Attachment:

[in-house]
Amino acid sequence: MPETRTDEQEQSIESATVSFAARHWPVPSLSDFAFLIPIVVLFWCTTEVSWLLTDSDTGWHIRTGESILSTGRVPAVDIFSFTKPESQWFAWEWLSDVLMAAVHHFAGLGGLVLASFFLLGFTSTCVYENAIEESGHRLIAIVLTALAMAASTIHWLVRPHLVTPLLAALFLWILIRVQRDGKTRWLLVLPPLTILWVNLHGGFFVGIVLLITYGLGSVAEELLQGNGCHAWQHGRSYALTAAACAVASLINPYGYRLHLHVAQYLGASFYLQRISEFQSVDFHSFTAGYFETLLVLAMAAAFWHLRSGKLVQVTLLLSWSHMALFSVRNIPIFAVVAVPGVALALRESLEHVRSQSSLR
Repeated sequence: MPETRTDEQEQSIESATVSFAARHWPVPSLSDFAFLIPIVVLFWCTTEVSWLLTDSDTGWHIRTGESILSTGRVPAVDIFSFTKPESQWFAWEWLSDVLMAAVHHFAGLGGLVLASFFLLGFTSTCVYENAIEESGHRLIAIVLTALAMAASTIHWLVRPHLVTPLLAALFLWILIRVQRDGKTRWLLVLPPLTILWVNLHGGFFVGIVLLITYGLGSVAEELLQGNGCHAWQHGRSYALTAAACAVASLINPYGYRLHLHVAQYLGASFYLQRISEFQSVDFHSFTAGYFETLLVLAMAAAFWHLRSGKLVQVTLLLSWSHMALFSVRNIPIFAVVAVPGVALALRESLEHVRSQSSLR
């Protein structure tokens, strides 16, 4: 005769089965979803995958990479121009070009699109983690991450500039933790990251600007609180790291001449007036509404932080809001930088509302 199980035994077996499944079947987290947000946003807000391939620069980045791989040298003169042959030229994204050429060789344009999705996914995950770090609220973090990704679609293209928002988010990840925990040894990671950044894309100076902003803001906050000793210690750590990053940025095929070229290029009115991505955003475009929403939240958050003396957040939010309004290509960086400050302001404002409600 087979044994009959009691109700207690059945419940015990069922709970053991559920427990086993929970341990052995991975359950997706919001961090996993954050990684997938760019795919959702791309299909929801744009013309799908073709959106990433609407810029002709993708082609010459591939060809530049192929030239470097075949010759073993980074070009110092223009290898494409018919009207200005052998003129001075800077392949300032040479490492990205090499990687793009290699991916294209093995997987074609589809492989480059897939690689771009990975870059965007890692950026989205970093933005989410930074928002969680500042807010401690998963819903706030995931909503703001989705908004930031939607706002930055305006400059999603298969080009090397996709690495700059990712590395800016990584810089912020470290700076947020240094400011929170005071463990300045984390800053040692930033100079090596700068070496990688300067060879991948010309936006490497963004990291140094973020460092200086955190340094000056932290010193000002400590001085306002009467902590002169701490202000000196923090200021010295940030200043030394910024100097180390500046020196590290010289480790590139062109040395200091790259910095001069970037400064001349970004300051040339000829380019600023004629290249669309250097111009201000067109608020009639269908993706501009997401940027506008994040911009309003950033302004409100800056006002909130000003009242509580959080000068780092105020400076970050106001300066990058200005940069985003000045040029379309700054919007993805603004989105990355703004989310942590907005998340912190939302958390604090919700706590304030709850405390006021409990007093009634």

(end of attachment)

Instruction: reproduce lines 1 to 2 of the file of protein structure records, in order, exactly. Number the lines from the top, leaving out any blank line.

[in-house]
Amino acid sequence: MPETRTDEQEQSIESATVSFAARHWPVPSLSDFAFLIPIVVLFWCTTEVSWLLTDSDTGWHIRTGESILSTGRVPAVDIFSFTKPESQWFAWEWLSDVLMAAVHHFAGLGGLVLASFFLLGFTSTCVYENAIEESGHRLIAIVLTALAMAASTIHWLVRPHLVTPLLAALFLWILIRVQRDGKTRWLLVLPPLTILWVNLHGGFFVGIVLLITYGLGSVAEELLQGNGCHAWQHGRSYALTAAACAVASLINPYGYRLHLHVAQYLGASFYLQRISEFQSVDFHSFTAGYFETLLVLAMAAAFWHLRSGKLVQVTLLLSWSHMALFSVRNIPIFAVVAVPGVALALRESLEHVRSQSSLR